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Which Is A Better Alternative to Money: Bitcoin or Altcoins?

For long, the debate has raged on whether cryptocurrencies can be used as an actual currency in day to day use. Most prominent economists and critics have disregarded this possibility based on the volatility of cryptocurrencies. Renowned economist Dr. Nouriel Roubini has said that they’re “neither a serious method of payment nor a good way to store capital.”

Recent findings, however, claim, that cryptocurrency can be used as regular currency in day-to-day life. Now the question arises about which cryptocurrency is the most viable as money? Bitcoin inevitably tops the list because it is widely accepted all across the globe, but what’s interesting to note here is that other cryptocurrencies are being accepted by more and more companies with each passing day.

Going by Virtual Coin Squad’s fairly accurate listing of companies that accept crypto, it can be deduced that 54 major companies currently accept cryptocurrencies. Except for two companies, all of the others accept BTC; with 25 accepting Litecoin, 15 accepting Dogecoin, 14 accepting Bitcoin Cash, 13 accepting Ethereum, and 12 accepting Monero.

With the widening of the crypto market, an increasing number of businesses worldwide are now other cryptos apart from Bitcoin. Bach Nguyen, the community manager at the Prague-based SatoshiLabs, which runs the Coinmap website said in a statement:

“If I can speak for Prague and the Czech Republic, we have been witnessing wider acceptance of cryptocurrencies. Places that have accepted Bitcoin before started accepting Litecoin or Ethereum. There are even ATMs which offer Bitcoin Cash. Though, Bitcoin is still dominant —  it is the cryptocurrency that gets implemented first.”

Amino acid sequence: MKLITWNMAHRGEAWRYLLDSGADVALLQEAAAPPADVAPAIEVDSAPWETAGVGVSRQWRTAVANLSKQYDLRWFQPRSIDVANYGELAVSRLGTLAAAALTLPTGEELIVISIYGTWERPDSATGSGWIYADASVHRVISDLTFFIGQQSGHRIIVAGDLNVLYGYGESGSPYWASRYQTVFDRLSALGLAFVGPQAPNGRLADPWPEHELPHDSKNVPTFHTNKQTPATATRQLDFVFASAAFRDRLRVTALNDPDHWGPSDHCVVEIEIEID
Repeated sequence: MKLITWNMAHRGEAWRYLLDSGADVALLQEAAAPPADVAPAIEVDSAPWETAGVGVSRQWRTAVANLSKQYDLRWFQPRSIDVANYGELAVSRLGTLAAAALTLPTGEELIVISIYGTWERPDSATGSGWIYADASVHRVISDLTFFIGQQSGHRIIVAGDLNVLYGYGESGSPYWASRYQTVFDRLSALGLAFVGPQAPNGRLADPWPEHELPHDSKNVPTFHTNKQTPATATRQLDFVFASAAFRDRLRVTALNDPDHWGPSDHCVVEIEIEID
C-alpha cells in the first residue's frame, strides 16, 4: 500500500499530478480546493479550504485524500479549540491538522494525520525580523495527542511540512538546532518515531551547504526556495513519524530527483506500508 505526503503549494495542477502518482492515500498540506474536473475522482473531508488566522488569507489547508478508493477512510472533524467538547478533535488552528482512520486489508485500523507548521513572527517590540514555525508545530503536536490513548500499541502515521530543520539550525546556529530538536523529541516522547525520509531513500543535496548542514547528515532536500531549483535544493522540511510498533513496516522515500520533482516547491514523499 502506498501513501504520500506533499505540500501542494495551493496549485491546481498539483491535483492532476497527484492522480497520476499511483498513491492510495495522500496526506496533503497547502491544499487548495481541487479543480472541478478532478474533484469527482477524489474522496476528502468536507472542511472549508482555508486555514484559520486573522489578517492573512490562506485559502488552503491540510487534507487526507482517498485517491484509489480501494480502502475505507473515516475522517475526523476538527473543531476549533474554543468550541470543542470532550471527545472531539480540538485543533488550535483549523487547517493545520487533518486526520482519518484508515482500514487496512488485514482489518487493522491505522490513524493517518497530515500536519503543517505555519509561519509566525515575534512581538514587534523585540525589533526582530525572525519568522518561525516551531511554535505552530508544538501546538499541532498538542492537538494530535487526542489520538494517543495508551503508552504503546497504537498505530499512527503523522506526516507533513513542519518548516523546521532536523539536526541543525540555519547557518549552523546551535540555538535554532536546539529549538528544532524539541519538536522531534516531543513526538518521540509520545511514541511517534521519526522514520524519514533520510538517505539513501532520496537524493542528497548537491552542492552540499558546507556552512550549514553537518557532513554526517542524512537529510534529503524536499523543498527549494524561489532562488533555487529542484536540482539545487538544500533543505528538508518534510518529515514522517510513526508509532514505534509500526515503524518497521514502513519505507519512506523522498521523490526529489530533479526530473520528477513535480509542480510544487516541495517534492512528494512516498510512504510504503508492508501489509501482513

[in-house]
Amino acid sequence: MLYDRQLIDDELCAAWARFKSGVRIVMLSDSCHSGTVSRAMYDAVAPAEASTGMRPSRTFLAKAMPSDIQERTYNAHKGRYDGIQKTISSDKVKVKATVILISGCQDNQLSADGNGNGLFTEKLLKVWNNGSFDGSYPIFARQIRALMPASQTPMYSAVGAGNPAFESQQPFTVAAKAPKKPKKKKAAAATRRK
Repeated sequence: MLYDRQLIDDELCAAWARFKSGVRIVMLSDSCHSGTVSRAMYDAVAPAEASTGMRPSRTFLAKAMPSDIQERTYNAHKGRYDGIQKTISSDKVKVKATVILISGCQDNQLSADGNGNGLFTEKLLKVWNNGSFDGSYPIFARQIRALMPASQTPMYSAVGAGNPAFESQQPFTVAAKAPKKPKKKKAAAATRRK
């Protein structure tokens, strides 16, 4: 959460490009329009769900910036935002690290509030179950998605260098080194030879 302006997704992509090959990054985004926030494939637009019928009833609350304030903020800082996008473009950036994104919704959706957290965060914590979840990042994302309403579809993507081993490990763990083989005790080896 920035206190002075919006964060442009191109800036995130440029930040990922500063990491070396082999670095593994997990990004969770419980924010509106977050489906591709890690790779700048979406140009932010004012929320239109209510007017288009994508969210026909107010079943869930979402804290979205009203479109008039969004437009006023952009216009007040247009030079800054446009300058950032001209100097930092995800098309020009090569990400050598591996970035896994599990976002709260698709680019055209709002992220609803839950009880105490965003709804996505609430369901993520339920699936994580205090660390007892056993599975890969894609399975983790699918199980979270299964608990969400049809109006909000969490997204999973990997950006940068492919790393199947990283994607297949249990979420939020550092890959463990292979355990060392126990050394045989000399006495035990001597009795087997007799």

Different payment services like Coinbase Commerce, which enables merchants to accept payments in multiple digital currencies, are slowly becoming popular. Bitcoin still continues to have its monopoly in this market though.

According to reports, Bitcoin is accepted by 86 percent of the companies that let customers pay using cryptocurrency.

However, the tide might shift soon. As mentioned before, payment services which allow companies to accept various kinds of cryptocurrency are slowly on the rise. Individual countries too are taking steps to make this a more level playing field for the other cryptos. For example, South Korea’s largest exchange, Bithumb, has been partnering with a number of online platforms, including WeMakePrice and Yeogi Eottae. The platforms will be allowed to accept payments in a range of currencies (including Bitcoin, Ethereum, Ripple, Bitcoin Cash, and ICON).

The U.S. too is conceptualizing laws which would enable their citizens to pay their taxes and license fees in cryptocurrencies. Arizona recently passed a bill that compels the state to “study whether a taxpayer may pay the taxpayer’s income tax liability by using a payment gateway, such as Bitcoin, Litecoin or any other cryptocurrency.”

Bitcoin might be topping the list as of now, but it does face some serious challenges. It faces scalability issues, which have not been rectified since the currency blew up in 2017. The Bank of International Settlements (BIS) recently issued a report which concluded that cryptocurrency, especially currencies such as Bitcoin, aren’t scalable enough to serve as money in a global economy.

Bitcoin cash is a prominent rival of bitcoin’s crown but so is Ripple. Ripple, doesn’t use mining in its consensus mechanism and can handle a maximum of 50,000 transactions per second, while Litecoin can work four times faster than its previous version, due to its shorter block interval time.

Kai Stinchcomb wrote in a  blog post that the “number of retailers accepting cryptocurrency as a form of payment is declining,”. Her post was based on a single source which was a Morgan Stanley report which found that, out of 500 “top online merchants,” the number of them accepting Bitcoin as payment decreased, from five to three, between 2016 and 2017.

Despite that, it is believed that crypto is becoming more popular as a method of payment. EToro crypto analyst Mati Greenspan says, “It is inevitable and is already happening in some parts of the world. Over time economies tend to go through periods of prosperity and hardships. As long as things are stable, there isn’t much need for an independent currency. But in places where trust in the government and banks is low, that’s where cryptocurrencies tend to thrive.”